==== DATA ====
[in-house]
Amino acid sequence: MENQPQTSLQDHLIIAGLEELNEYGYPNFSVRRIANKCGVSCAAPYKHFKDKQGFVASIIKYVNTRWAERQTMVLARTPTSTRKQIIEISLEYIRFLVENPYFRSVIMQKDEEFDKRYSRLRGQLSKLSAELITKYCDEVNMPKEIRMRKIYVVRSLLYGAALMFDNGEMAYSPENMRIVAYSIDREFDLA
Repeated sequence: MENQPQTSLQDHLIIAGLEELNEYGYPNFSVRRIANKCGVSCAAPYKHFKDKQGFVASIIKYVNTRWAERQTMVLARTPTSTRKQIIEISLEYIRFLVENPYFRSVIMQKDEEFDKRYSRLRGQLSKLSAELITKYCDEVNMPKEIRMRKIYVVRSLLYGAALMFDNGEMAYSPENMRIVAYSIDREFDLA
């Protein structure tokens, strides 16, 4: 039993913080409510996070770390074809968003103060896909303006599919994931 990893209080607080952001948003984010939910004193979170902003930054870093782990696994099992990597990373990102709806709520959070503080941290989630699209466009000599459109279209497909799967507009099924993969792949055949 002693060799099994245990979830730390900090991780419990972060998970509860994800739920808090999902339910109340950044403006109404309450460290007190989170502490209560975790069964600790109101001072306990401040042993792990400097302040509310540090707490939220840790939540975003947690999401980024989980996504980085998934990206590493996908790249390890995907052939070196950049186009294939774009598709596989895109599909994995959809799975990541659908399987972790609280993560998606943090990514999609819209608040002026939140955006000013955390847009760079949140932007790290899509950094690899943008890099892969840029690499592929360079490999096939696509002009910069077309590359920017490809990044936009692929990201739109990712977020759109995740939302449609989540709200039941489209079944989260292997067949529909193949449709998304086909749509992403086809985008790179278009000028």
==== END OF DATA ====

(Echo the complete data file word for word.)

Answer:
[in-house]
Amino acid sequence: MENQPQTSLQDHLIIAGLEELNEYGYPNFSVRRIANKCGVSCAAPYKHFKDKQGFVASIIKYVNTRWAERQTMVLARTPTSTRKQIIEISLEYIRFLVENPYFRSVIMQKDEEFDKRYSRLRGQLSKLSAELITKYCDEVNMPKEIRMRKIYVVRSLLYGAALMFDNGEMAYSPENMRIVAYSIDREFDLA
Repeated sequence: MENQPQTSLQDHLIIAGLEELNEYGYPNFSVRRIANKCGVSCAAPYKHFKDKQGFVASIIKYVNTRWAERQTMVLARTPTSTRKQIIEISLEYIRFLVENPYFRSVIMQKDEEFDKRYSRLRGQLSKLSAELITKYCDEVNMPKEIRMRKIYVVRSLLYGAALMFDNGEMAYSPENMRIVAYSIDREFDLA
């Protein structure tokens, strides 16, 4: 039993913080409510996070770390074809968003103060896909303006599919994931 990893209080607080952001948003984010939910004193979170902003930054870093782990696994099992990597990373990102709806709520959070503080941290989630699209466009000599459109279209497909799967507009099924993969792949055949 002693060799099994245990979830730390900090991780419990972060998970509860994800739920808090999902339910109340950044403006109404309450460290007190989170502490209560975790069964600790109101001072306990401040042993792990400097302040509310540090707490939220840790939540975003947690999401980024989980996504980085998934990206590493996908790249390890995907052939070196950049186009294939774009598709596989895109599909994995959809799975990541659908399987972790609280993560998606943090990514999609819209608040002026939140955006000013955390847009760079949140932007790290899509950094690899943008890099892969840029690499592929360079490999096939696509002009910069077309590359920017490809990044936009692929990201739109990712977020759109995740939302449609989540709200039941489209079944989260292997067949529909193949449709998304086909749509992403086809985008790179278009000028």